In this chapter, we have shown time and time again that external pressures do not determine whether adversity can be translated into enjoyment. A person who is healthy, wealthy, strong and powerful has no superiority in controlling his consciousness over a sick, poor, weak and oppressed person. The difference between someone who enjoys life and someone who is buried by life is the result of a combination of external forces and how people see them—that is, whether one views challenges as dangers or opportunities for action.

The "self-purposed self" is the self that easily recognizes and turns potential threats into enjoyable challenges and thus maintains inner harmony. A person who is never bored, rarely anxious, focuses his mind on what's going on, and is in a state of flow most of the time can be considered to have a purposeful ego. In theory, the word means "the self has independent goals" and it implies that such an individual has relatively few goals that are not rooted within their ego. For most people, goals are directly shaped by physiological needs and social norms, and for that reason their origins lie outside the self. For a person with a self-purpose, basic goals come from consciously evaluated experience and therefore originate in the self.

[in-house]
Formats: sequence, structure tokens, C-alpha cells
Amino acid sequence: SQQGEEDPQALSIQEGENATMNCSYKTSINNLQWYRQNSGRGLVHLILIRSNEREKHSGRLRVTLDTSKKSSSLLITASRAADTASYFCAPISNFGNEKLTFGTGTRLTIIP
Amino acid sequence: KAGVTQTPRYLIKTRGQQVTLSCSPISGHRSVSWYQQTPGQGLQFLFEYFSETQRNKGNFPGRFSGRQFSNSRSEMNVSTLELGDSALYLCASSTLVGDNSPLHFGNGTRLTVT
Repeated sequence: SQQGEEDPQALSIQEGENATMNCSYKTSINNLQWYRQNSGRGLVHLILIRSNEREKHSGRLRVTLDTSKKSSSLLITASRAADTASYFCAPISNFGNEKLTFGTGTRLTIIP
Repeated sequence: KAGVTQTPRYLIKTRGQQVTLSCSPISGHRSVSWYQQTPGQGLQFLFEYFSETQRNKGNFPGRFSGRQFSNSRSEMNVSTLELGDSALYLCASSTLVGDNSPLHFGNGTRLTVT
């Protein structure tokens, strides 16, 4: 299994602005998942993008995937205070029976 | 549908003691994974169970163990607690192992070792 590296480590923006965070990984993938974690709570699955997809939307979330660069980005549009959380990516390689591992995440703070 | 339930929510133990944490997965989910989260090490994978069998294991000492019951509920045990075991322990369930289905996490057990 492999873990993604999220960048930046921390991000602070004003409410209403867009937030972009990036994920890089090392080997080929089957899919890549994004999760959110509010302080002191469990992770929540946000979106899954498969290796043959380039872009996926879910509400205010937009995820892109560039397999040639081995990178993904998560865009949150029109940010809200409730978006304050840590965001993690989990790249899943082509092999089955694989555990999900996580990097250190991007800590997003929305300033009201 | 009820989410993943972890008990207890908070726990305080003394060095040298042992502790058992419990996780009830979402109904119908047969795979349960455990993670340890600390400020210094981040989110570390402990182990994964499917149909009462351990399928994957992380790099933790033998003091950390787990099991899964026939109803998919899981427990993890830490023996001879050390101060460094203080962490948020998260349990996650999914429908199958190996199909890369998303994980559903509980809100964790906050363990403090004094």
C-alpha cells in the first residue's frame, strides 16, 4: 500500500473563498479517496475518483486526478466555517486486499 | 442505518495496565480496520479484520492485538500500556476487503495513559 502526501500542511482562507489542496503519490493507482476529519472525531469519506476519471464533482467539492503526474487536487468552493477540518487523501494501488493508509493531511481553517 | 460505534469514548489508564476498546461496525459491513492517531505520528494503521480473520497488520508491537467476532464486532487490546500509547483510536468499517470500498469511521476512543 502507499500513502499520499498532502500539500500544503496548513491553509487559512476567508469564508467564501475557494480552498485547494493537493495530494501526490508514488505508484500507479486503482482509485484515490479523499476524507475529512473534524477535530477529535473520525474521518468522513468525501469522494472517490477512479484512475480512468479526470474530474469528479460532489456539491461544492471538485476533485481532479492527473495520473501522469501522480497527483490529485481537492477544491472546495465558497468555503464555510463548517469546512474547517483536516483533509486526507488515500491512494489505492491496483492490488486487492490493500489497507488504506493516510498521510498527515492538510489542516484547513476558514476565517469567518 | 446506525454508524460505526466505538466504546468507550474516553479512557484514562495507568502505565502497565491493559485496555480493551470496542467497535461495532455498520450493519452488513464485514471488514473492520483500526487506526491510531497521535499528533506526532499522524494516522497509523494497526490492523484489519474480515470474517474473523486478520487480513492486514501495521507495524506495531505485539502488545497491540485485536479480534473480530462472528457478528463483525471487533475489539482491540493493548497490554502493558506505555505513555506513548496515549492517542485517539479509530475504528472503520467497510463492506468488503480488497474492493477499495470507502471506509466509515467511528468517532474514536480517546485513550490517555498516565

The ego has the purpose of transforming the potential experience of entropy into flow. Therefore, the laws of developing such an ego are quite simple and they are derived directly from the flow model. Briefly, they can be summarized as follows:

1. Set goals. To be able to experience flow, an individual must have clear goals to strive for. A person with a purposeful ego learns to make choices — from lifelong commitments, like getting married and settling down, to casual decisions like what to do on the weekends or how to spend time waiting in the dental office — without much fuss or panic.

Choosing a goal involves an awareness of the challenges. If I decide to learn tennis, then accordingly I will have to learn serve, how to hit a backhand and a forehand, how to develop my patience and reflexes. Or, the cause-and-effect sequence can be reversed to: because I love hitting the ball over the net, I can develop the goal of learning how to play tennis. Either way, goals and challenges are mutually inclusive.